As cats get older, the risk of developing chronic kidney failure increases. Improper nutrition with too much dry food and too little fluid and being overweight can further increase the risk. The sooner you realize that your cat has kidney problems, the better. Together with the veterinarian, you can do everything you can to improve the quality of life and life expectancy of your kidney cat.
What do the kidneys do in the cat's body?
Healthy kidneys filter the blood and separate toxins. These are then excreted together with the urine that is formed in the kidneys. In addition, the vital organs regulate the water balance and play a major role in the cat's metabolism and are jointly responsible for healthy blood pressure. Bones and blood formation also require hormones that are produced in the kidneys.
Renal function may deteriorate acutely, for example due to an injury, but this is rather rare in cats. Most of the time, the decline in kidney function is gradual. At the beginning of such chronic renal failure (often abbreviated to "CNI"), the healthy kidney cells can still serve as a reserve and perform the tasks satisfactorily. Only when this is no longer possible are there first signs that the kidneys are no longer functioning properly.
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Kidney failure in cats: symptoms show up late
The symptoms of kidney disease usually only appear in cats when more than 75 percent of the organ has already been severely damaged. It is therefore important to know what to look for. The first signs include:
● Frequent urge to urinate
In the further course the following symptoms may appear:
● Dull, shaggy fur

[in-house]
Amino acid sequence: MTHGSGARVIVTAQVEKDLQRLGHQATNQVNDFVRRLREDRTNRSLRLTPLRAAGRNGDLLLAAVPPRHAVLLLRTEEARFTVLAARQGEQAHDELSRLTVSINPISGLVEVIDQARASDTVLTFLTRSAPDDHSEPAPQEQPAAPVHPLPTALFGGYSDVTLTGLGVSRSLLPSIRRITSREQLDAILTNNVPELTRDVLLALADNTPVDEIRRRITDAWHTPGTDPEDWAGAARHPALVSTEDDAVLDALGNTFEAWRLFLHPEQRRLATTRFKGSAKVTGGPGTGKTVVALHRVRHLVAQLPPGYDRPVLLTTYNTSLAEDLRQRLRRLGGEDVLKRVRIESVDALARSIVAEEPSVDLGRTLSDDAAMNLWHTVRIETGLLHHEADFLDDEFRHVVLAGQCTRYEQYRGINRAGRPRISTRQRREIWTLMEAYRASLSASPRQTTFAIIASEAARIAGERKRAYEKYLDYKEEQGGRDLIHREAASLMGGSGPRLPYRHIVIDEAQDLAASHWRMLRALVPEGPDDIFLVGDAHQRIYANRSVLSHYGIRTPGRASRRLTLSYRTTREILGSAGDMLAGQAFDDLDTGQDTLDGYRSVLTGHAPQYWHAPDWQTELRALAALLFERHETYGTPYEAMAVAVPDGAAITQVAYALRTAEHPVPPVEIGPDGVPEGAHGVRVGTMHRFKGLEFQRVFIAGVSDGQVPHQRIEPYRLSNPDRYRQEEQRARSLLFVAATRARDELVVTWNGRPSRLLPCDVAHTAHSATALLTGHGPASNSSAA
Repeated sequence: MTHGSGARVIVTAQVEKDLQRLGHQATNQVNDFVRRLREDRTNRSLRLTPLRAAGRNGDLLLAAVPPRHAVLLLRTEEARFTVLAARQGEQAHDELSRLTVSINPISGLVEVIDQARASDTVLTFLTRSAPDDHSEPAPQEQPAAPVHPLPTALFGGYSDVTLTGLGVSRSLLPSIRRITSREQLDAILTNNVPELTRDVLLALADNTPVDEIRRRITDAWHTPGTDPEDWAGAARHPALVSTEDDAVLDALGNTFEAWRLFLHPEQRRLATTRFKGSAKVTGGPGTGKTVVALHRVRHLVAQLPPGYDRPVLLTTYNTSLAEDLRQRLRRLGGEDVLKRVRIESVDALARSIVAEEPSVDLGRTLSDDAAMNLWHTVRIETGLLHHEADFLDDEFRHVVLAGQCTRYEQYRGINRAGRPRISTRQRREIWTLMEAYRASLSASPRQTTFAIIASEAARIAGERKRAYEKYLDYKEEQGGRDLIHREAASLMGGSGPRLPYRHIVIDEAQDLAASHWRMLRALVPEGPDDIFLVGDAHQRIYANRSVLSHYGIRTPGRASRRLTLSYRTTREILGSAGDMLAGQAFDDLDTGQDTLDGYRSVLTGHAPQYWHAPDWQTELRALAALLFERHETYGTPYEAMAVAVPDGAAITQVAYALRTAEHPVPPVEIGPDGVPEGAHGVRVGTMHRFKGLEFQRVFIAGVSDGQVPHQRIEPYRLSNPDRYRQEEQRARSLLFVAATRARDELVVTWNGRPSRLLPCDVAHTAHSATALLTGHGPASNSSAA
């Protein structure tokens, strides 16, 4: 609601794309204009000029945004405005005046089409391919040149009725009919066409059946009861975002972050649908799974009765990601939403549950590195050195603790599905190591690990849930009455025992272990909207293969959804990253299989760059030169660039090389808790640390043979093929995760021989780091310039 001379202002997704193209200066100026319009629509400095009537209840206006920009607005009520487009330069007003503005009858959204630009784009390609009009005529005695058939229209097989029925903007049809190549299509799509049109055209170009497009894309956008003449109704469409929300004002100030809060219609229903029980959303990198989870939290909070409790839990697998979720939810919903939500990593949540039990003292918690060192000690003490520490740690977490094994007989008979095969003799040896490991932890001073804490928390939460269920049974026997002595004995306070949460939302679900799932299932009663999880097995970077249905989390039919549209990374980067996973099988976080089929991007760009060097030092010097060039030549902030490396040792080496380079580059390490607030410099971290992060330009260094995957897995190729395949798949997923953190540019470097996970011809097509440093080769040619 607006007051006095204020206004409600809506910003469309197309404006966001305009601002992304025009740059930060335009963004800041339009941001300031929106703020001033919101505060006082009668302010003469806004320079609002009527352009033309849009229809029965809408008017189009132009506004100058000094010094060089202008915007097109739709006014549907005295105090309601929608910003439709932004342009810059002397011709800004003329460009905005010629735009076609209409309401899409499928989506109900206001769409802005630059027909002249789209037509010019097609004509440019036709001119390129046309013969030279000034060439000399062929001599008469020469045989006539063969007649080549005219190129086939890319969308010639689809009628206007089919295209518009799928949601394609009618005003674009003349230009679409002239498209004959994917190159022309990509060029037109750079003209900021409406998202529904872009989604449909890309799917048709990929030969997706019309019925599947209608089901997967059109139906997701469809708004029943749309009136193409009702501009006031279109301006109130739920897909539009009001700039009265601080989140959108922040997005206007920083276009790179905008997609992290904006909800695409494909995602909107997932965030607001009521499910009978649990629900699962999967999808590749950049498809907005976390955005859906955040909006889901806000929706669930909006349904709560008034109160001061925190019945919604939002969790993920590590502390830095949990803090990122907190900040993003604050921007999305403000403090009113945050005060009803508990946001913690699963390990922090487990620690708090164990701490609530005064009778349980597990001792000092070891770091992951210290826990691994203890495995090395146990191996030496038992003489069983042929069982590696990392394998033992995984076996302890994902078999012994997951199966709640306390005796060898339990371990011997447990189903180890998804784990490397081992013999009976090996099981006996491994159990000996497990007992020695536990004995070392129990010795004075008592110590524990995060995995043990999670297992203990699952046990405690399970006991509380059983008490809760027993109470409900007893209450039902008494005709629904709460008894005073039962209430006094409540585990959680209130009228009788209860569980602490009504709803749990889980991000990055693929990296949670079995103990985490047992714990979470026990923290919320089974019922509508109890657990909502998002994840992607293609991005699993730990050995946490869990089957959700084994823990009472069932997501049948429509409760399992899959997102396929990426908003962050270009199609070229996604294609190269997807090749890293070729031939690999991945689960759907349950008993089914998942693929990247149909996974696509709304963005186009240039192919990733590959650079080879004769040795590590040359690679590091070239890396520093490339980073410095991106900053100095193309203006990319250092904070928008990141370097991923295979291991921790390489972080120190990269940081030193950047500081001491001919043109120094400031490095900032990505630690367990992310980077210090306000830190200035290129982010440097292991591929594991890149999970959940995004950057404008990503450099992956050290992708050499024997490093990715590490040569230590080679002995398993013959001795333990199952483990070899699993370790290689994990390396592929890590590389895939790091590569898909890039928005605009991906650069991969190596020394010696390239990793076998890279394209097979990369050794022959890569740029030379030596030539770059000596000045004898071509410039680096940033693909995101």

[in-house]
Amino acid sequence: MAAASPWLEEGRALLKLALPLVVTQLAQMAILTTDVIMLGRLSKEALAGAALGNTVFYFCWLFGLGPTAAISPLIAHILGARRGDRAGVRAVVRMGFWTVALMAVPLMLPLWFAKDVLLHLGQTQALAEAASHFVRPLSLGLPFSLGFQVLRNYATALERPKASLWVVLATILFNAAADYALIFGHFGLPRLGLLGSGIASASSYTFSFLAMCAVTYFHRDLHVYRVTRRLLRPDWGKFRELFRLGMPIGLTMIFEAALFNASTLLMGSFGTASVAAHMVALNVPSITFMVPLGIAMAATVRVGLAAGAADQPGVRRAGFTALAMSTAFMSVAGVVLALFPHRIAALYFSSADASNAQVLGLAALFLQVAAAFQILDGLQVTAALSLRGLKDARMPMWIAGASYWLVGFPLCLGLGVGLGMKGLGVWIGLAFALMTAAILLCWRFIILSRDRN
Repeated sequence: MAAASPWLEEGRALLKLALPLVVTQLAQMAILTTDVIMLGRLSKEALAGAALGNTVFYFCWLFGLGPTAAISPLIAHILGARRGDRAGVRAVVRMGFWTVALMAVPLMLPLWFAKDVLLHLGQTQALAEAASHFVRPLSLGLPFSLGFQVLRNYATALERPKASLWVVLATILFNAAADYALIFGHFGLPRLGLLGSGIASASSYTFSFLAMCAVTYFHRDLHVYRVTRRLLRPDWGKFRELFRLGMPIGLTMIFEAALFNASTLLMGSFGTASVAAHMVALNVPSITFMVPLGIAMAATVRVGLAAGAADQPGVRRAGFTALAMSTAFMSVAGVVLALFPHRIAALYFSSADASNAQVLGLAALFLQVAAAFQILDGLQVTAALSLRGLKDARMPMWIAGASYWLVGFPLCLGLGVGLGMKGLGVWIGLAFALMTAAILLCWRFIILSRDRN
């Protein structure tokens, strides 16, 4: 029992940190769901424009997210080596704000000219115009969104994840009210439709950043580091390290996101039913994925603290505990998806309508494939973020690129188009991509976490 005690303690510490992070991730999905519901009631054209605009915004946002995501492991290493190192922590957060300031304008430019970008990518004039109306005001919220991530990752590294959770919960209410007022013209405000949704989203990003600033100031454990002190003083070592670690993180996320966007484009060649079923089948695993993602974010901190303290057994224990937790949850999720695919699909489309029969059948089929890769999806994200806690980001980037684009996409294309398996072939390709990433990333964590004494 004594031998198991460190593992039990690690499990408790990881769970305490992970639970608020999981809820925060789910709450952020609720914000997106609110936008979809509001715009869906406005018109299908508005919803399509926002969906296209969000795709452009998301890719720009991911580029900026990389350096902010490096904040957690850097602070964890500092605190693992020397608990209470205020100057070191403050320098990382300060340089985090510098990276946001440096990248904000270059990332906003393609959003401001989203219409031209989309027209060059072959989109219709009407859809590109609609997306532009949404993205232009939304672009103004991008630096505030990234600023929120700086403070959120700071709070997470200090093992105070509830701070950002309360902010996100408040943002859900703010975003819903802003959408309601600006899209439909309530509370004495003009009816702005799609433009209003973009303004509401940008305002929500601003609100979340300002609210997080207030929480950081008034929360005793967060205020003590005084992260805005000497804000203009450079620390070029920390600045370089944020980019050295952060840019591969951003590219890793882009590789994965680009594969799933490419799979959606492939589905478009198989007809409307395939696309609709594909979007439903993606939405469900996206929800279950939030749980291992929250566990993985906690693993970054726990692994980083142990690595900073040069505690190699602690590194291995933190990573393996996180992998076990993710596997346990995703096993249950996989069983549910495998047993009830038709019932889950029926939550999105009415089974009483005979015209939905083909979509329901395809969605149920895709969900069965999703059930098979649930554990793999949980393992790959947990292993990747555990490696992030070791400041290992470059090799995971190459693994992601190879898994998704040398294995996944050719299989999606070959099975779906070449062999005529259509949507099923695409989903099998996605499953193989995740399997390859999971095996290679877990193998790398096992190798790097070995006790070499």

● Loss of appetite
● weight loss
● Increased thirst
● nervousness and restlessness
Cats with severe renal insufficiency have a severe bad breath, some of the urine smell even penetrates the fur. Because kidney failure is associated with great pain for cats, they move less, hardly like to jump and, in the worst case, no longer go to their litter box.
Diagnosing Chronic Kidney Failure in Cats: What Does the Veterinarian Do?
Unfortunately, the symptoms of kidney failure in cats are not clear. They can also indicate other diseases, such as diabetes in cats. Therefore, do not be afraid to immediately arrange a veterinarian appointment in the event of suspicion. The veterinarian can quickly use a urine test and a blood test to determine whether the kidney problems are real. Under certain circumstances, he can supplement his diagnosis with a blood pressure measurement.
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Treating chronic renal failure in cats: what to do?
In order for a possible kidney failure in your cat to be recognized in good time, you should have your cat's blood examined annually from the age of seven. Destroyed kidney cells cannot be restored, but they can help maintain and support the healthy part of the kidneys.
Feed a special kidney diet that your veterinarian will prescribe. The feed should contain high-quality proteins and have a low salt content. There are also special medications and infusions that help balance the water balance. In any case, you should regularly introduce your cat to the veterinarian so that he can support you with the therapy.